Watching Nigeria play at the Confederations Cup 2013 in Brazil provided us with an opportunity to assess the team in preparation for World Cup 2014 that will take place in the same country, Brazil. Sure, Nigeria is yet to get to the final round of the World Cup qualifiers in Africa and, thus, it might appear premature to be writing about being at the World Cup in Brazil. However, I take that risk -- after all, I am neither the coach nor am I an NFF administrator. I am just a football fan and I am doing what fans do -- sit back and become an armchair prognosticator. I love it.
What did we Learn at the Confederations Cup?
There are several key things that we should have learned from participating at the Confederations cup and I list them below:
1. That Nigeria has a team that can compete favorably with the rest of the World. Well, you may say "What's the big deal about that?" You are probably correct. After all, Nigeria is the current African Champion and after all Nigeria has several players playing in some of the challenging leagues in the world. However, bear in mind that several of our top players were missing at this Confederation Cup. Some did not travel and two others were injured at the competition. Also, bear in mind that Nigeria has been rebuilding for some time. My optimism is based on the fact that Nigeria went toe to toe with some of the best teams and held its own in spite of challenges.
2. That we are extremely thin upfront. With Emenike injured, one expected another striker to step up. Disappointedly, none did.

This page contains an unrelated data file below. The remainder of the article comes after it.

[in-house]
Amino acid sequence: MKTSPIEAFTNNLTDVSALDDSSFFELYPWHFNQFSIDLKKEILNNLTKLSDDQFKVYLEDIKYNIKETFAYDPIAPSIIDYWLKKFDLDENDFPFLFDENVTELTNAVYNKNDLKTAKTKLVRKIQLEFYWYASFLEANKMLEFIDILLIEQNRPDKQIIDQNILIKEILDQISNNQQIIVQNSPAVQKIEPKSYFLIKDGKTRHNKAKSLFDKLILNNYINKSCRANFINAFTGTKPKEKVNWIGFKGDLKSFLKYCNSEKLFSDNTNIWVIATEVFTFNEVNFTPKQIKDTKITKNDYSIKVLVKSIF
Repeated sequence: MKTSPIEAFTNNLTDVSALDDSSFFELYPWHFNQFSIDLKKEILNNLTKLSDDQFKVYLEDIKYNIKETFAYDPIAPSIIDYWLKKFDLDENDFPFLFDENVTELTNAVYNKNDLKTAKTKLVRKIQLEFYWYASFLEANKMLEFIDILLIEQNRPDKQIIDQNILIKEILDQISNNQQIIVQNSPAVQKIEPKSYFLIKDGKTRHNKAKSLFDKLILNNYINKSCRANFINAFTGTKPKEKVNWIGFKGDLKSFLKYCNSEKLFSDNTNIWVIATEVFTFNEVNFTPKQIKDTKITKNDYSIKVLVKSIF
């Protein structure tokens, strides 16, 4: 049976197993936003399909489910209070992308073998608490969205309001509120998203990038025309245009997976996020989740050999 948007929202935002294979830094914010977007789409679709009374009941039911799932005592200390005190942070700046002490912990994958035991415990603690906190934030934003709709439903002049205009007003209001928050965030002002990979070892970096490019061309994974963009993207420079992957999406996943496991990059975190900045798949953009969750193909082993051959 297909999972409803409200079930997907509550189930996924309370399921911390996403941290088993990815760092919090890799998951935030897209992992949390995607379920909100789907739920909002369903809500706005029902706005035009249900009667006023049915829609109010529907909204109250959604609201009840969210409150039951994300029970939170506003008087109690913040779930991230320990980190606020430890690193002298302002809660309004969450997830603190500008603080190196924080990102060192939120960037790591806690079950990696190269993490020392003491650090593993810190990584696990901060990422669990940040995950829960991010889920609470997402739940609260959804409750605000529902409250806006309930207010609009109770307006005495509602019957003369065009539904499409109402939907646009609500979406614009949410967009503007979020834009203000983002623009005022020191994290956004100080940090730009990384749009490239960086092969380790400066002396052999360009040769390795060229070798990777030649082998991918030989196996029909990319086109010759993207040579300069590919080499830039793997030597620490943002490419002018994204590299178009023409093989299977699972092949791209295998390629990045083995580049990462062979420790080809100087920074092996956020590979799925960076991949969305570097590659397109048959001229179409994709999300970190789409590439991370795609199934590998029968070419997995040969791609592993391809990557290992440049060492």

3. That our midfielders need to work harder, particularly in helping the defense when the opponent has the ball. Several times it appeared that our midfielders were late tracking back.
What Should be the Goal going into World Cup 2014?
1. Find adequate substitutes for the striking position. We need strikers who are clinical in front of goal. There will be games where chances are limited. At the Confederations Cup, we had several chances in front of goal but that in my opinion is an aberration. There will be games where an opponent will sit back and allow fewer chances as we have seen in the World Cup qualifiers in Africa. In such situations we better have a striker capable of converting half chances.
2. Our midfield has to work very hard to help the defense. At the Confederations Cup, there were occasions when the midfielders were slow tracking back and this has to be a concern.
I truly believe that the Eagles are coming together and would be very close to a peak output if we get past the African qualifiers and become a participant at the World Cup in Brazil next summer. The Confederations Cup has provided that assurance after the performance against some of the World's best teams. Sure we lost, which is never the ultimate goal, but one has to look at those games like we do after friendly internationals i.e. what were other positives or negatives from the team's play. We no longer play against the world's top teams and expect to be up against the wall. Instead, we actually compete with a good chance to win. We have not been in such a position since 1998.